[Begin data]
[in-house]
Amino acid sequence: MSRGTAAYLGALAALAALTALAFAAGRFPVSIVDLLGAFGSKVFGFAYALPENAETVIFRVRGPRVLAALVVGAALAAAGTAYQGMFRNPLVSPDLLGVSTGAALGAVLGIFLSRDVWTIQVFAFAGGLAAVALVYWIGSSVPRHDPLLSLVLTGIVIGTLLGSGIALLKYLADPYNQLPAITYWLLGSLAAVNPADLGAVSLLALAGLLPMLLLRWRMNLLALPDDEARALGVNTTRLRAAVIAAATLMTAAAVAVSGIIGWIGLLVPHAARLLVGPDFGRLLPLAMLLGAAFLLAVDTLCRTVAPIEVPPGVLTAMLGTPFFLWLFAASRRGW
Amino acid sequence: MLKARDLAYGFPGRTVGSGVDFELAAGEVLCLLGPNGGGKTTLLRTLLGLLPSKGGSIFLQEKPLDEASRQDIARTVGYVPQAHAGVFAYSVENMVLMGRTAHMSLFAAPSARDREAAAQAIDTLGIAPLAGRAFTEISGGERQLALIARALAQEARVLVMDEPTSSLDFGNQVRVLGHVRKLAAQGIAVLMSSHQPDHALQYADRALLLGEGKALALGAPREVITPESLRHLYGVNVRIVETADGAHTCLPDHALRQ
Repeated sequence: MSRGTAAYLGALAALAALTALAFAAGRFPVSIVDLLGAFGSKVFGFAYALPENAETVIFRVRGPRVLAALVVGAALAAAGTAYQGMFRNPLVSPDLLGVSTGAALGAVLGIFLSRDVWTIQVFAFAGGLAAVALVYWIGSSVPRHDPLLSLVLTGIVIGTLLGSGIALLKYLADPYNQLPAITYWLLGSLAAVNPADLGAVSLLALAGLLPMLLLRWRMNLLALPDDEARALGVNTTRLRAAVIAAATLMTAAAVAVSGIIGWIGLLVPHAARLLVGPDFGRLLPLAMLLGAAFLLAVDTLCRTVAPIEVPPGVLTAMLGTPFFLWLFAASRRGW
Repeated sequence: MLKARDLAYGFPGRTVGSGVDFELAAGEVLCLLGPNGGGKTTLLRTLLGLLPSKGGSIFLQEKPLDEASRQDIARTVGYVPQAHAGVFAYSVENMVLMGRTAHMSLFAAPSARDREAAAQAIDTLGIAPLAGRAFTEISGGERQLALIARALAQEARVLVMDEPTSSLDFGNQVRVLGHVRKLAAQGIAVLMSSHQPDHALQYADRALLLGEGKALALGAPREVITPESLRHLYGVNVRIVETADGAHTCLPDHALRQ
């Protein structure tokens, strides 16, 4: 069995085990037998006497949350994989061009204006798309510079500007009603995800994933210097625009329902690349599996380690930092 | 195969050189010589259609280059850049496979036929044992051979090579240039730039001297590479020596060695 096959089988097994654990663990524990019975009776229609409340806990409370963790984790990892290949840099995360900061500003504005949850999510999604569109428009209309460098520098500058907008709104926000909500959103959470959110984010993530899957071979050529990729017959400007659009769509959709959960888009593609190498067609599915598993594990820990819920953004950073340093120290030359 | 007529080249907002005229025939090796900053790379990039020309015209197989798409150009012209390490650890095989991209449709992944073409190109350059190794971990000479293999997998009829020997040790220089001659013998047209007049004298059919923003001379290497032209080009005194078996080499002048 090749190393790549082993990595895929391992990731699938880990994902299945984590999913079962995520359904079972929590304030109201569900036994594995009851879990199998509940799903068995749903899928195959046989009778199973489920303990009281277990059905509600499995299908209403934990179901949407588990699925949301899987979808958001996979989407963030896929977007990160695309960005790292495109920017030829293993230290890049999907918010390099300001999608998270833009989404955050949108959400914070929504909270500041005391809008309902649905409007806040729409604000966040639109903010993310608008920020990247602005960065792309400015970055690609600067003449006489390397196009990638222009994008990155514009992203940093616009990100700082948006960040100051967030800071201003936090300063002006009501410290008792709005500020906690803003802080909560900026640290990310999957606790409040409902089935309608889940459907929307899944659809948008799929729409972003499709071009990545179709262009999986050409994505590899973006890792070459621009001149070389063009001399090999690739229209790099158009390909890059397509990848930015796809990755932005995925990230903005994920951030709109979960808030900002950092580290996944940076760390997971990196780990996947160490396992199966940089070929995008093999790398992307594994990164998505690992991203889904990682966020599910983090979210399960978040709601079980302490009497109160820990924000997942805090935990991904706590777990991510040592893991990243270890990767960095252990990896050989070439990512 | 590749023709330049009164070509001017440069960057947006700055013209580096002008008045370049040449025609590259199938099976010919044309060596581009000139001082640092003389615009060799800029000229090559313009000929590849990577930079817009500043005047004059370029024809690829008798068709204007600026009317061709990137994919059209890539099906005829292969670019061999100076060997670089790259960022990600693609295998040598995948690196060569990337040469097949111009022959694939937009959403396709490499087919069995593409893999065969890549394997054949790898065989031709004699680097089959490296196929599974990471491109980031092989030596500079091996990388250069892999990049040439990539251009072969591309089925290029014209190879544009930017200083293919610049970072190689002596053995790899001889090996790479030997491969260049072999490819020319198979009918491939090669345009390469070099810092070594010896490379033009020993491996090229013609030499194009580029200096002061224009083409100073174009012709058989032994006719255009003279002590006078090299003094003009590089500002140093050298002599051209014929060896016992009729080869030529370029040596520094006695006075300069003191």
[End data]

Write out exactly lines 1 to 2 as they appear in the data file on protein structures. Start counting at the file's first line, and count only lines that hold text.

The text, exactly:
[in-house]
Amino acid sequence: MSRGTAAYLGALAALAALTALAFAAGRFPVSIVDLLGAFGSKVFGFAYALPENAETVIFRVRGPRVLAALVVGAALAAAGTAYQGMFRNPLVSPDLLGVSTGAALGAVLGIFLSRDVWTIQVFAFAGGLAAVALVYWIGSSVPRHDPLLSLVLTGIVIGTLLGSGIALLKYLADPYNQLPAITYWLLGSLAAVNPADLGAVSLLALAGLLPMLLLRWRMNLLALPDDEARALGVNTTRLRAAVIAAATLMTAAAVAVSGIIGWIGLLVPHAARLLVGPDFGRLLPLAMLLGAAFLLAVDTLCRTVAPIEVPPGVLTAMLGTPFFLWLFAASRRGW